Hypertensive disorders represent major causes of pregnancy-related maternal mortality worldwide. The current definition and treatment recommendations for elevated blood pressure (BP) during pregnancy in the United States have remained unchanged for many years, unlike the recommendations for hypertension treatment in the general population. Clinical studies have provided convincing evidence that women with hypertensive pregnancy disorders are at both immediate and long-term risk for cardiovascular complications; these findings suggest that consideration be given to lowering the presently recommended BP thresholds, both for the initiation of therapy and for therapeutic targets, and to simplifying the approach to the management of elevated BP in pregnancy. This review focuses on the current treatment strategies for hypertensive pregnancy disorders, new developments in the field of hypertension, in general, and in pregnant patients, in particular, and their potential impact on contemporary BP goals and the use of specific antihypertensive medications in pregnancy.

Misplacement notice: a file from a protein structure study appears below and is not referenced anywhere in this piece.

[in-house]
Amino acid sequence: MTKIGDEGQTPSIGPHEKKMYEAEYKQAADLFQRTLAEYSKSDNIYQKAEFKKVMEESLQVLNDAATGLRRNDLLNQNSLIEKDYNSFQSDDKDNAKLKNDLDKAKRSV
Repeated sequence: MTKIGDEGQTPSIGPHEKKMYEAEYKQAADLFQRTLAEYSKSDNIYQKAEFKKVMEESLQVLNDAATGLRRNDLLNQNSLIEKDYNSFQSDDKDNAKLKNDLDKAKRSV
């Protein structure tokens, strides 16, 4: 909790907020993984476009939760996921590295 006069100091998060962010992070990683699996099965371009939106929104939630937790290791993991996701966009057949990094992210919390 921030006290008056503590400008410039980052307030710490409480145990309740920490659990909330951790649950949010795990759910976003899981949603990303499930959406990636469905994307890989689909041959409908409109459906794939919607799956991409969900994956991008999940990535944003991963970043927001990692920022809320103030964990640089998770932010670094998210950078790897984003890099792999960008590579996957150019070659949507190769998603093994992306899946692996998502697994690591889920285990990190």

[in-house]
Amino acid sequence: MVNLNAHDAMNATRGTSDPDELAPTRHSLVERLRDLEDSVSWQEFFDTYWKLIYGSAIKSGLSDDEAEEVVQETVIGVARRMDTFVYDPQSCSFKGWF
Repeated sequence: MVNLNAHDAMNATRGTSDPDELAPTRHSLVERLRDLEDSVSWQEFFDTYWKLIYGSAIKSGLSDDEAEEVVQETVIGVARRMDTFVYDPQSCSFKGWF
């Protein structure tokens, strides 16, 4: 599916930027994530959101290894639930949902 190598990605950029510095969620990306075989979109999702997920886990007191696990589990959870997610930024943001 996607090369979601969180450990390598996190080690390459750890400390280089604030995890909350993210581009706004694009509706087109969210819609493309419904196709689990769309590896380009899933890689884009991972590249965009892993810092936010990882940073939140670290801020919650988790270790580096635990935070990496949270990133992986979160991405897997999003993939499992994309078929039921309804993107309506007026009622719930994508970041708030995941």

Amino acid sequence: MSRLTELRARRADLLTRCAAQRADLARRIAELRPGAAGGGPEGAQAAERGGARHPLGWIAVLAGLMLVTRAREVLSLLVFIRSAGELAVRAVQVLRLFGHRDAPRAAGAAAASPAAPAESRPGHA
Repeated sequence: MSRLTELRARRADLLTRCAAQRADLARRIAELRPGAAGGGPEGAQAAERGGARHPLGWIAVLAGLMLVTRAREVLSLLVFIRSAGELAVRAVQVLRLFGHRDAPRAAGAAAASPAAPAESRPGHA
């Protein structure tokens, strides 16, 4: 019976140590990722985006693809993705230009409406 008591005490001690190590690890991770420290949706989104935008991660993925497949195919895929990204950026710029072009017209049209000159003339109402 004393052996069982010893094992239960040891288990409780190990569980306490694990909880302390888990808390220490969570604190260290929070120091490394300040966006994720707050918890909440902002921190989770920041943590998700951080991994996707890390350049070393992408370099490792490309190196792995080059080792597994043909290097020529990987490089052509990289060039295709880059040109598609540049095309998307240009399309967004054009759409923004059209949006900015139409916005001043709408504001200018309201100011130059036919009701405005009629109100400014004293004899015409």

- antihypertensive therapy in pregnancy
- cardiovascular complications
- hypertension in pregnancy
ASJC Scopus subject areas
- Internal Medicine
- Cardiology and Cardiovascular Medicine